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'The Associate' by John Grisham

BOOK REVIEW

Fans of the master of the legal thriller may want to read about how young lawyer Kyle McAvoy gets out of a scrape.

January 23, 2009|Richard Rayner | Rayner is the author of many books, including the novels "The Devil's Wind" and "Murder Book."

Nobody goes to Grisham for style, and there's a sense here of a skilled craftsman cranking it out on autopilot. Nothing much happens, and when it happens, it's pretty predictable. Grisham's Kyle is cardboard-thin (Scott Turow has a much defter hand with character), but Grisham is an effective lens through which we observe the intricacies of corporate law, an easily corruptible world governed, not by right and wrong, but by the concept of the billable hour. "They had been trained to treat billing as the most important aspect of the practice. Pick up a file, look at the clock. Make a phone call, record the time. Sit through a meeting, count the minutes. Every hour had to be accounted for, and the billing was done on the spot. It was never to be delayed, and it had to be precise," Grisham writes, hitting a punchier rhythm. "If we're going to guess here, let's be damned sure we land on the high side."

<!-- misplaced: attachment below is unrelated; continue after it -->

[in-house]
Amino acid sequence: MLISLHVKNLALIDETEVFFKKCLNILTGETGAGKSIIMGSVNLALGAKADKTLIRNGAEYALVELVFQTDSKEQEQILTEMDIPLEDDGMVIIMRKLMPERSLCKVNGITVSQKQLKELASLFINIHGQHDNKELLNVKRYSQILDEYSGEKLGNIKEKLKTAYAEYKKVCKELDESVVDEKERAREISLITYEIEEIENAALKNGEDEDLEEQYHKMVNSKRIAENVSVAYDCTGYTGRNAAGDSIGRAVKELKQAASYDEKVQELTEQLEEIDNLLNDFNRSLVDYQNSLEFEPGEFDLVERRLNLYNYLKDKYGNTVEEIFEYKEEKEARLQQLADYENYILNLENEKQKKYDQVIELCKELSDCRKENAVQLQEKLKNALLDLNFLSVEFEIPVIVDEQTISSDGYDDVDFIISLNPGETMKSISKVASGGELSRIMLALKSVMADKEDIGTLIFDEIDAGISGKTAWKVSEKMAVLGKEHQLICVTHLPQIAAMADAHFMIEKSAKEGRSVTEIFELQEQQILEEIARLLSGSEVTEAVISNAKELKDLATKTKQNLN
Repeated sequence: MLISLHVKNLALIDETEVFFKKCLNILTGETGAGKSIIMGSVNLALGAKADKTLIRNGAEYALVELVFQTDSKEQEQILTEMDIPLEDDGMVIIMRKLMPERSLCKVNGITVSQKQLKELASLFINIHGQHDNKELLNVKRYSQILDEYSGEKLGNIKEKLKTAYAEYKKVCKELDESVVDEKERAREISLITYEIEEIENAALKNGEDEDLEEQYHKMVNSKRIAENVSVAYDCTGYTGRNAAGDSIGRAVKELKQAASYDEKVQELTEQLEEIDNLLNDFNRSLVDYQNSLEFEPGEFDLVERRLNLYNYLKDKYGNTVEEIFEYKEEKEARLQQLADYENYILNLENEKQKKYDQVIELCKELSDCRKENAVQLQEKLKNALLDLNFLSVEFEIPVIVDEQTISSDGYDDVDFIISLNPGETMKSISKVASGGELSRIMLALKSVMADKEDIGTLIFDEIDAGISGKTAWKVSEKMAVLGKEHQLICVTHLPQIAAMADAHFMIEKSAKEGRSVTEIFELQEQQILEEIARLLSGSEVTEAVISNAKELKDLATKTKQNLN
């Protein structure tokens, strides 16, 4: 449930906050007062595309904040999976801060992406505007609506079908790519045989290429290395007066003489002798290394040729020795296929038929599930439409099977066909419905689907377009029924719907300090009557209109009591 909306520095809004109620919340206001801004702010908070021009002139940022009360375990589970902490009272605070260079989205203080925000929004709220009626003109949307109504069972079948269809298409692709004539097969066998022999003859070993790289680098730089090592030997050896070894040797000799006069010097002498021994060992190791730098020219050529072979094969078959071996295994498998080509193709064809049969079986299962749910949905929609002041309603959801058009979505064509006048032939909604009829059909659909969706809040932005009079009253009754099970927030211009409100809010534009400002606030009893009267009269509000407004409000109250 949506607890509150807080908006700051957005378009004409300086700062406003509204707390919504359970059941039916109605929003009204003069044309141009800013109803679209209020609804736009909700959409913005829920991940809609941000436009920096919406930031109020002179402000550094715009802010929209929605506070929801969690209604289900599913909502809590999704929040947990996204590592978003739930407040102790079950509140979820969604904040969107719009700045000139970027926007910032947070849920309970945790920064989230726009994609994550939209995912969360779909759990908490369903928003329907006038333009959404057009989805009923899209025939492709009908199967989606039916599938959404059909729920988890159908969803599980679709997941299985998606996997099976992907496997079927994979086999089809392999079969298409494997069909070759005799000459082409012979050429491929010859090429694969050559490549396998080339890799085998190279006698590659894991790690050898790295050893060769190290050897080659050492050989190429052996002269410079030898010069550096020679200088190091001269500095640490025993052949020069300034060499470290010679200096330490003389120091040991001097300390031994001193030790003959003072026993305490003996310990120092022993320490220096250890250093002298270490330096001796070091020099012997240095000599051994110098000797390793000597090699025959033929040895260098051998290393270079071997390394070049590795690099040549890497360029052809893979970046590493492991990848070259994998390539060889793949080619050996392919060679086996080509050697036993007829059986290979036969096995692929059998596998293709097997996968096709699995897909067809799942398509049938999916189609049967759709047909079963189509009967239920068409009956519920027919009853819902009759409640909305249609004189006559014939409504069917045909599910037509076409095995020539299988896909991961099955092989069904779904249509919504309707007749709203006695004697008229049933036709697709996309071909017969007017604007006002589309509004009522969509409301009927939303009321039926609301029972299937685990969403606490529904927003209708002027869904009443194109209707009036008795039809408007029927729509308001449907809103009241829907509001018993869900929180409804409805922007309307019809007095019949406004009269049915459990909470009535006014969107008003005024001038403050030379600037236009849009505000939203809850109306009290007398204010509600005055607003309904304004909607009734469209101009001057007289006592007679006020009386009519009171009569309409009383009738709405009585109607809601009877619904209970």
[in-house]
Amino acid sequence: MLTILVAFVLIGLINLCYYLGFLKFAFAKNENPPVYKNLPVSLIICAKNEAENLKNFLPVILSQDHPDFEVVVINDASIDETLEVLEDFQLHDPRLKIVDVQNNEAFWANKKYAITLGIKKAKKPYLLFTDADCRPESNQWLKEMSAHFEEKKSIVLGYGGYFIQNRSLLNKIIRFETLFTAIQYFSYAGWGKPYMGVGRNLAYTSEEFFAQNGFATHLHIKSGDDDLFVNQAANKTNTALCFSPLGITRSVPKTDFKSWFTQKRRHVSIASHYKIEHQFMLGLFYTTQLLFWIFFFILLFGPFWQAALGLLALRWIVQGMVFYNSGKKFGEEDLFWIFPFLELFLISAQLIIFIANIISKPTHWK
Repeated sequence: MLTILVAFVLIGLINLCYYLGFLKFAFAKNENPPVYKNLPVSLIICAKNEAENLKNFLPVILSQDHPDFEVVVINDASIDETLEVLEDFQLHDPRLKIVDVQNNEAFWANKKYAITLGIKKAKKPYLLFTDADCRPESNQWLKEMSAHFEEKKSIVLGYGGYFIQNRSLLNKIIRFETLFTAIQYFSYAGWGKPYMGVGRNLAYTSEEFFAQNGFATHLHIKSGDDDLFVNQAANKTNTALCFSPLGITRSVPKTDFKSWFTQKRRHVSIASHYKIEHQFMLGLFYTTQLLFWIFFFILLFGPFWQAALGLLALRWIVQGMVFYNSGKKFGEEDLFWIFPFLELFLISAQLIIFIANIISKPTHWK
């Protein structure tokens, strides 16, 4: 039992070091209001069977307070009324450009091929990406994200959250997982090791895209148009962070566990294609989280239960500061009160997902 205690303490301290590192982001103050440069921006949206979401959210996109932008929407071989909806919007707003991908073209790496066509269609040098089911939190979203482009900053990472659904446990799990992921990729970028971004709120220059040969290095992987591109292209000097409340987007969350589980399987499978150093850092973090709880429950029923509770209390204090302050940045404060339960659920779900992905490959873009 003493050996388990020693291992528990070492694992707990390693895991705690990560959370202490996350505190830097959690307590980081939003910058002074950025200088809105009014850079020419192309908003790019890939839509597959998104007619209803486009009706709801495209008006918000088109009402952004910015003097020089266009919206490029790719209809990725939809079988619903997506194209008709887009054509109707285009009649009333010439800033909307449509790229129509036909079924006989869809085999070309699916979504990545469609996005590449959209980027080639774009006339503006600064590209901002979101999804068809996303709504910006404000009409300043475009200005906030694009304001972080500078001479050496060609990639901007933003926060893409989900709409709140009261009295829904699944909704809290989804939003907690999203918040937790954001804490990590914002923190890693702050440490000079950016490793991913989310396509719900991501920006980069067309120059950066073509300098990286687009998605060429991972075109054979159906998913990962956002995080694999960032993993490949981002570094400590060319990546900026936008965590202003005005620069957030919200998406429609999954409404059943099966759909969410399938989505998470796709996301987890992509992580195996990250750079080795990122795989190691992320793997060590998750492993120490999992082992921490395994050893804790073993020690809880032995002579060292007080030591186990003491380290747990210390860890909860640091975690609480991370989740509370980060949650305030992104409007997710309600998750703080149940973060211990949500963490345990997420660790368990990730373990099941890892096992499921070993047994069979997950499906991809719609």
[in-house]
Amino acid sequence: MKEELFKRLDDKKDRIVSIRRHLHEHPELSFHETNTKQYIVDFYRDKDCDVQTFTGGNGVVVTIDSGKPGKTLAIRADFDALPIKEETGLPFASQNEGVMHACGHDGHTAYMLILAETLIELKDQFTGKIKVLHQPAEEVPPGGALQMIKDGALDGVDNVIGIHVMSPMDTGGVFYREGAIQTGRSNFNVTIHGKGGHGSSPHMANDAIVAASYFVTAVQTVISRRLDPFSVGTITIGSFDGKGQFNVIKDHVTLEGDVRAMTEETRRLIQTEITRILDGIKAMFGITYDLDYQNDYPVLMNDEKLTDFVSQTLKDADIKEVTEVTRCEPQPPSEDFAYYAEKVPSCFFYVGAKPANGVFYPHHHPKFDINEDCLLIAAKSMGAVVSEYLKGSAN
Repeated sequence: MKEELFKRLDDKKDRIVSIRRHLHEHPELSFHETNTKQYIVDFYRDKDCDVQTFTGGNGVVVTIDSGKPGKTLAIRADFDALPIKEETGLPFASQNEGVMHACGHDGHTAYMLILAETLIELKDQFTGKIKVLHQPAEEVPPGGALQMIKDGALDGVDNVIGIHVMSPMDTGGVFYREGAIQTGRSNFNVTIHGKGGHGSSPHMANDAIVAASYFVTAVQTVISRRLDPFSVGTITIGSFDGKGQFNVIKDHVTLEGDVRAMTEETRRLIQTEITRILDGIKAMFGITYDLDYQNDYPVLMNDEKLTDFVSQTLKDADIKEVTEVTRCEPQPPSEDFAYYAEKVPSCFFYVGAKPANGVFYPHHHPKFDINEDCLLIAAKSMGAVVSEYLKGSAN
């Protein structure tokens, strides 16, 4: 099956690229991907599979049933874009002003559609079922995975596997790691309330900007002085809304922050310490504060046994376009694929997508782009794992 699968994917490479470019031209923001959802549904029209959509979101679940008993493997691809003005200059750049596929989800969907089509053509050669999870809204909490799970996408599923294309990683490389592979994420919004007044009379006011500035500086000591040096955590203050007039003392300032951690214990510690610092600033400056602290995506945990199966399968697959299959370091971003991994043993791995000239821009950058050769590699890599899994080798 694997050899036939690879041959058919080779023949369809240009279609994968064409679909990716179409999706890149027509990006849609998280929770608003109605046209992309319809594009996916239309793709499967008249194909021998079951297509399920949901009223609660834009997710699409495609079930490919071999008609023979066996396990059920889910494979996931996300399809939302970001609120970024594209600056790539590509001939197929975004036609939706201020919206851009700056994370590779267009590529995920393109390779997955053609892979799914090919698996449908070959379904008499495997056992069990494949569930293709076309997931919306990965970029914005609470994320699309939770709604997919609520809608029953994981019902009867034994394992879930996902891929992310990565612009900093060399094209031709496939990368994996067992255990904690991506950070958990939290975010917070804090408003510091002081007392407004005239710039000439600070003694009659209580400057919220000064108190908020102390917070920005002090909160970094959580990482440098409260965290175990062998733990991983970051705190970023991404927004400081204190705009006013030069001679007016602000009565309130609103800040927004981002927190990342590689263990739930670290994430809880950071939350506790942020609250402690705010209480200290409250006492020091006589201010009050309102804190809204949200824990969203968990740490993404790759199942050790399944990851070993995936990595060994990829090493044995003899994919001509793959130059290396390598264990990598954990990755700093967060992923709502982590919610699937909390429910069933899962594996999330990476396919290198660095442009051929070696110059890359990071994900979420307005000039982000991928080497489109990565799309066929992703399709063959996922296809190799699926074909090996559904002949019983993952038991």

"The Associate" springs to angry life from time to time, but on the whole it's by the numbers, a plodding page-turner. But it's still a page-turner: Many of Grisham's legions of fans will doubtless sign up for this latest ride, eager to see how Kyle McAvoy manages to get himself out of the hole. With ideals restored, Grisham ensures, making Kyle an appealing model for our troubled new time.

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